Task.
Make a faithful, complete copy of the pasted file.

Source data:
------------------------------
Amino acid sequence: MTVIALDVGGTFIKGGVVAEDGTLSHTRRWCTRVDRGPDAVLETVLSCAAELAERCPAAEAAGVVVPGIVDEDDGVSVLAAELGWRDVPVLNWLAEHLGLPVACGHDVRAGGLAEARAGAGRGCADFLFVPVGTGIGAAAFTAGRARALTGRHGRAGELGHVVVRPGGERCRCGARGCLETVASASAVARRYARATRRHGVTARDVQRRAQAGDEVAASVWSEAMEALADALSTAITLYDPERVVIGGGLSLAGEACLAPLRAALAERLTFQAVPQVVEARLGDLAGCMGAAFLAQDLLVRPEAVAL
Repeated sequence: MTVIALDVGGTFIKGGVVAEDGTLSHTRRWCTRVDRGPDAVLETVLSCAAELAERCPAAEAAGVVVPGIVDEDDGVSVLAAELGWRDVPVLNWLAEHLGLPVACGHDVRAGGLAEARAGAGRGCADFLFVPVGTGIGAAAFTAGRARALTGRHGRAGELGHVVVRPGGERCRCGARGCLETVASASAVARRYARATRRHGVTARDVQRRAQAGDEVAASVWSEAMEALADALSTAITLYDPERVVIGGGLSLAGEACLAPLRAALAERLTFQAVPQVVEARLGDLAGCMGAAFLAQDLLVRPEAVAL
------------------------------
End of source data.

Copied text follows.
Amino acid sequence: MTVIALDVGGTFIKGGVVAEDGTLSHTRRWCTRVDRGPDAVLETVLSCAAELAERCPAAEAAGVVVPGIVDEDDGVSVLAAELGWRDVPVLNWLAEHLGLPVACGHDVRAGGLAEARAGAGRGCADFLFVPVGTGIGAAAFTAGRARALTGRHGRAGELGHVVVRPGGERCRCGARGCLETVASASAVARRYARATRRHGVTARDVQRRAQAGDEVAASVWSEAMEALADALSTAITLYDPERVVIGGGLSLAGEACLAPLRAALAERLTFQAVPQVVEARLGDLAGCMGAAFLAQDLLVRPEAVAL
Repeated sequence: MTVIALDVGGTFIKGGVVAEDGTLSHTRRWCTRVDRGPDAVLETVLSCAAELAERCPAAEAAGVVVPGIVDEDDGVSVLAAELGWRDVPVLNWLAEHLGLPVACGHDVRAGGLAEARAGAGRGCADFLFVPVGTGIGAAAFTAGRARALTGRHGRAGELGHVVVRPGGERCRCGARGCLETVASASAVARRYARATRRHGVTARDVQRRAQAGDEVAASVWSEAMEALADALSTAITLYDPERVVIGGGLSLAGEACLAPLRAALAERLTFQAVPQVVEARLGDLAGCMGAAFLAQDLLVRPEAVAL